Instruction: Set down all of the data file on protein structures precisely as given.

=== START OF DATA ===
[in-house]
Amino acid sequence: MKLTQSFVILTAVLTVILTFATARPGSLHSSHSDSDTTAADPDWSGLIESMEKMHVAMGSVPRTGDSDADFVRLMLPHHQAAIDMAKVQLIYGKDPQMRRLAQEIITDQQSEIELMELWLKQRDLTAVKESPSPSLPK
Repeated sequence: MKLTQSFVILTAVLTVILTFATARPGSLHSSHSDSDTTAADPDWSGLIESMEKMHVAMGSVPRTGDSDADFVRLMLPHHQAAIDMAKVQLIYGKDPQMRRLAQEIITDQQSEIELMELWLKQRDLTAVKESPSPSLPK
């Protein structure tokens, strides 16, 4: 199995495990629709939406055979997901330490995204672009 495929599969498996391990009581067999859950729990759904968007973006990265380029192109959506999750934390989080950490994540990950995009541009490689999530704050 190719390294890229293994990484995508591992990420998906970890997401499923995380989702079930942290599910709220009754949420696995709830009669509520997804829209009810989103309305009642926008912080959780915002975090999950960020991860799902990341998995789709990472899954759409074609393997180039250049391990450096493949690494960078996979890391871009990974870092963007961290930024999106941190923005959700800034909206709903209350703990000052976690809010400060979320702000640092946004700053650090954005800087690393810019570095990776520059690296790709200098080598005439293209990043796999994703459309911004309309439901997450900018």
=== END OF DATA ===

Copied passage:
[in-house]
Amino acid sequence: MKLTQSFVILTAVLTVILTFATARPGSLHSSHSDSDTTAADPDWSGLIESMEKMHVAMGSVPRTGDSDADFVRLMLPHHQAAIDMAKVQLIYGKDPQMRRLAQEIITDQQSEIELMELWLKQRDLTAVKESPSPSLPK
Repeated sequence: MKLTQSFVILTAVLTVILTFATARPGSLHSSHSDSDTTAADPDWSGLIESMEKMHVAMGSVPRTGDSDADFVRLMLPHHQAAIDMAKVQLIYGKDPQMRRLAQEIITDQQSEIELMELWLKQRDLTAVKESPSPSLPK
């Protein structure tokens, strides 16, 4: 199995495990629709939406055979997901330490995204672009 495929599969498996391990009581067999859950729990759904968007973006990265380029192109959506999750934390989080950490994540990950995009541009490689999530704050 190719390294890229293994990484995508591992990420998906970890997401499923995380989702079930942290599910709220009754949420696995709830009669509520997804829209009810989103309305009642926008912080959780915002975090999950960020991860799902990341998995789709990472899954759409074609393997180039250049391990450096493949690494960078996979890391871009990974870092963007961290930024999106941190923005959700800034909206709903209350703990000052976690809010400060979320702000640092946004700053650090954005800087690393810019570095990776520059690296790709200098080598005439293209990043796999994703459309911004309309439901997450900018």